The British Esperantist reported in January 1906 that “During December (1905) the number of active members has shown satisfactory increase, forty of these being now entered on the books. Specially noteworthy has been the progress of the new ladies’ group from which several were able to assist at a meeting held in Deal.”

In the list of affiliated groups in 1907 (see The British Esperantist, vol. III, title page) the secretary was Mr W. Chitty, Mildura, Park Avenue, and the President is listed as Sir Wm. H. Crundall.

The number of Esperanto speakers registered in Dover is disproportionately large, compared with other British towns at this time. Can anyone account for this sudden outbreak of idealism and internationalism in the town in the years before the First World War?

 Press reports and letters in the press give a flavour of Esperanto in Dover in 1904 and 1905.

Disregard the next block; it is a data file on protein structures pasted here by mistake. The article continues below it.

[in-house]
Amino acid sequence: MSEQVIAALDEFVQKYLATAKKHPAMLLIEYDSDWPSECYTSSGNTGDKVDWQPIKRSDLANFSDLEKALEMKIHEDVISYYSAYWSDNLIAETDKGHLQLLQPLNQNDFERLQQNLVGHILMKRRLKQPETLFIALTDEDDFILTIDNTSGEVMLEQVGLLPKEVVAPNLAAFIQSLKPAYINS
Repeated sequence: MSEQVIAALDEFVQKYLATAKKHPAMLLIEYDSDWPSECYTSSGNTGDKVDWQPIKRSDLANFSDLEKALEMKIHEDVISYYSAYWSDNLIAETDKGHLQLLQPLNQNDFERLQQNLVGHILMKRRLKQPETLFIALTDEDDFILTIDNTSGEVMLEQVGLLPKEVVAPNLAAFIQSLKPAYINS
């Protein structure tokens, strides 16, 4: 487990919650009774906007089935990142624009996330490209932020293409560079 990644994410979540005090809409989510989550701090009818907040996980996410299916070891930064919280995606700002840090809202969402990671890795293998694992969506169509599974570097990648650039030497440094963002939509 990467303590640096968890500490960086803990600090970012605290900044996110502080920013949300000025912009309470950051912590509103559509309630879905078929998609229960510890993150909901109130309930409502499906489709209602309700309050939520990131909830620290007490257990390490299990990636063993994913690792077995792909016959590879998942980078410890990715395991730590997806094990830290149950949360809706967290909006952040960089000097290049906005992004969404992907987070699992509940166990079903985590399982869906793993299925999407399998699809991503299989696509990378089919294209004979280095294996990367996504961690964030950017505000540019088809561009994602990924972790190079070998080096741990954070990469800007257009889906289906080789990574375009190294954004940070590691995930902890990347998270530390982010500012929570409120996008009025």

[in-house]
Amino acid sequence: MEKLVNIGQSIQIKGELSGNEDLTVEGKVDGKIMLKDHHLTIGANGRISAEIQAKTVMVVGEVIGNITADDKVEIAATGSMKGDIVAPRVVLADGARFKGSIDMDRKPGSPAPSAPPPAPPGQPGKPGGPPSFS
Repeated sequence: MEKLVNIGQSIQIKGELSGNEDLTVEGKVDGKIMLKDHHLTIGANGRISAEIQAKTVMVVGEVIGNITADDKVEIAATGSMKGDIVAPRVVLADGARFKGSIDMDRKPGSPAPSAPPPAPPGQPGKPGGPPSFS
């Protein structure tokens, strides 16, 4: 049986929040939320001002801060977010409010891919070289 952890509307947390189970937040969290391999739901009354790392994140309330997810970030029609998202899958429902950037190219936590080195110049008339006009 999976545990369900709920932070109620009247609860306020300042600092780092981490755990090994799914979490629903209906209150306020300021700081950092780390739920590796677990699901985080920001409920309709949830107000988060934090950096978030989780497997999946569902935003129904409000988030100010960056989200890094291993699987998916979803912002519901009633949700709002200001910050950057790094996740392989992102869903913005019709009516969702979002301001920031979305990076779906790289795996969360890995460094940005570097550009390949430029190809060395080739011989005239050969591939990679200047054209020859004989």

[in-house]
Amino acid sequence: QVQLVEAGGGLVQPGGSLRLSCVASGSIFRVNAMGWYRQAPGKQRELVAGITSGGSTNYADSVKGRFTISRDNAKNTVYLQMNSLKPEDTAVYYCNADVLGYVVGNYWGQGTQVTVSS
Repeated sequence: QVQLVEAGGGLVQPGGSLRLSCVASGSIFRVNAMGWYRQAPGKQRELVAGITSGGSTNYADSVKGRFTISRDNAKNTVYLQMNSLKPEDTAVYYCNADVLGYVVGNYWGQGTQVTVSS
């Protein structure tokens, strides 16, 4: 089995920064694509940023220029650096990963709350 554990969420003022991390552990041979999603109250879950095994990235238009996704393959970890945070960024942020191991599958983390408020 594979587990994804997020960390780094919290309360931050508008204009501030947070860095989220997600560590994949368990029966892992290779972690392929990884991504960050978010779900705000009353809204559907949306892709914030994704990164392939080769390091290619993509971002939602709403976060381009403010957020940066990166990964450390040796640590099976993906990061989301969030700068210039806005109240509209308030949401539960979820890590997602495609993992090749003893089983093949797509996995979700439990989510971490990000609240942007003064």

On Monday Dover was the scene of a Congress of students of the new International language, Esperanto, which was attended by Esperantists from London, Calais, Boulogne, Nancy, Belgium, Valenciennes, Prague, and other parts of the Continent, from whence altogether there were nearly 120 present. The previous day nine delegates from the London and Dover Esperanto Clubs proceeded to Calais to take part in the Congress organsed by the Calais Groupe, They were received at the Gare Maritime a large number of Continental Esperantists and a most agreeable day was spent. The Dover delegates included Messrs. Wolsey, Hornby, Cowper, Finez, Geddes, etc., and from London, Messrs. H. Bolingbroke Mudie, Reeves, and Blot. The voyage to Dover on Monday was made in the Nord, and at Dover the foreign visitors were received by the Dover Esperanto Group, of which Mr. A. T. Walmisley, M.lnst.C.E., and Engineer to the Dover Harbour Board, is the President. The Hon. Secretary of the London Esperanto Group, Mr. H. Bolingbroke Mudie, was also present, together with members of the Dover Esperanto Group, including Mr. H. H. Geddes, Hon. Secretary, and M. Finez, vice- Consul for France at Dover, all of whom united in extending a cordial reception to the visiting Esperantists, who together sang " God save the King," " Dio Savu Regon," followed by the Marseillaise, both in Esperanto, whilst they formed up front of the Lord Warden Hotel. The towns represented by the visitors were: Boulogne (President, M. Michaŭ), Calais (Presi- dent, M. le Dr. Guyot; Secretary, M. Carpente), Lyons (M. Offret), CIermont-Ferrand (Commandant Matton), Valenciennes (M. Bastien), Iloubaix (M. Wicart), Paris (M. de Menil), Nancy (M. Pourcinnes), Algeria (Captain Cape), Courtrai (Dr. Seynaove, editor of the Belga Sonorilo), Prague (M. Kunhl), Lille, St. Omer, Bruges, and other French, German, and Belgian centres. English representatives came from London (Messrs H. Bolingbroke Mudie, Reeves, and Blott, Miss Lawrence, Miss Schafer, etc.), Wandsworth (Mr. Hayes), Deal (Mr. Cowper), Folkestone (Dr. Martyn Westcott), Hastings, Ashford, etc. The green star was much evidence. At the present time the Dover Esperanto Group is of only eight or nine weeks age, and though the progress of the members in the study of the language is great, it was too early to give evidence of it during the visit of the Esperantists on Monday. Mr. Mudie and M. Finez, whose acquaintance with the language is older, however proved themselves expert linguists in Esperanto. After the welcome on the Pier, it was arranged that the lady foreign members should be entertained by the Dover lady Esperantists during the afternoon, and they were taken charge of by Mrs. Geddes, the Misses McNeille, Ewell, Smith, Marsh, Chidwick, etc., whilst the gentlemen were shown over the Harbour Works. The Harbour tug was to have been requisitioned to carry the party to the Eastern Arm, but this proved to be impossible owing to the tug being required down Channel. Instead of this, Mr. Mudie gave the party a description of the Harbour in Esperanto from the promptings of his fellow local Esperantists, and then a move was made the Sea Front, and up to the Castle, where, however, an interfering soldier who lacked both authority and manners, rather upset the party by informing them that "No foreigners could enter Dover Castle." He probably intended this as a practical joke, for the sentry, on being appealed to by the English Esperantists, said he had no such orders, and the party promptly entered after giving up the cameras which many of the visitors were loaded with. The round of the Castle occupied some time, though most of the interesting parts, such as the top of the Keep and the Keep itself were closed. Afterwards the party went through Connaught Park, thence by the Town Hall and down Biggin Street to Mangilli's Restaurant, where dinner was served. A Re-Union of  Esperantists subsequently took place in the Council Chamber at the Town Hall, the entrance of which was decorated with the emblem " Esperantistoj Bonvenon," the equivalent for "Welcome Esperantists." The Council Chamber was made gay with English and French flags, together with the green of Esperanto. There was a very crowded gathering of both ladies and gentlemen. The President (Mr. A. T. Walmisley) having expressed a welcome to the delegates in Esperanto, dropped into English, which was subsequently translated into Esperanto by Mr. Mudie. He said that he was very pleased to be able to welcome them to Dover. Their object, that of enabling people of different nationalities to express themselves in an intelligible way by one common language, was a very noble aim. Sir William Crundall, to whom as Mayor of Dover they were indebted for the use of that splendid Hall, was very sorry to be unable to present owing to another engagement, but he had asked him to wish them a pleasant and happy evening, and that success might attend their object. (Applause.) The Mayor had also provided refreshments, which would be served during the interval. (Applause.) In conclusion, the President expressed his own regret that he should be unable to be present during the whole of the proceedings, and that after the interval Mr. Mudie would occupy the chair. The speech was received with prolonged applause when translated into Esperanto by Mr. Mudie. For the rest of the evening Esperanto was the sole means of communication employed, and it speaks well for the practicability of the new aŭiliary language that English, French, and Belgians, and others, knowing only their own tongue, and Esperanto, were able to converse together with perfect ease. The next item of the programme consisted of a series of recitations by three young French girls, Mesdemoiselles Bergier of Boulogne, who gave recitations in Esperanto of fables de la Fontaine, whilst another young French girl, Mdlle. Michaŭ, of Boulogne, also gave a recitation. Next M. Derveaŭ sang a song Esperanto, Tagon Suza," after which a poem, "La Vojo," by Dr. Zamenhoff, the inventor of Esperanto, was recited by a M. Bastien, of Valenciennes. Refreshments were next served, and then the rest of the programme was gone through. An amusing item was a Coon song in Esperanto ''Lulu," after which M. A. Michaŭ, President of the Boulogne Group, gave what was understood to be a humorous recitation in Esperanto. After this the little Mesdemoiselles Bergier gave a united recitation about the ''Wolf and the Lamb," after which Madame Bergier sang, and then Mdlle Michaŭ gave a short recitation. M. Derveaŭ next sang a solo, and then the Congress was brought to a close with one or two speeches, which M. Finez, Mr. Geddes, Mr. Mudie, Dr. Guyot, of Calais, a Belgian gentleman, and a Czech from Prague expressed themselves in Esperanto. The last mentioned—a Mr. Kuhn—gave a very interesting account of his experiences in various parts of the world. For though speaking only Czech and Esperanto, he is a very great traveller in all Continental countries, well as in America. He finds travelling, when provided with Esperanto vocabulary, easy matter. He stated that the Dover meeting was the most enjoyable he had witnessed. The proceedings broke up with the singing once more of "God save the King,' in Esperanto, followed by the Marseillaise.' Afterwards special tramcars carried the members of the Congress to the Admiralty Pier, where the French visitors embarked once more for the Continent on Le Nord, leaving England amidst further cheering find singing of the National Airs. Just previous to the departure of the boat, the Dover Hon. Secretary (Mr. Geddes) received atelegram sending hearty salutations to the English and Foreign Esperantists from the Esperanists attending the Science Congress at Grenoble, France. (Dover Express - Friday 12 August 1904)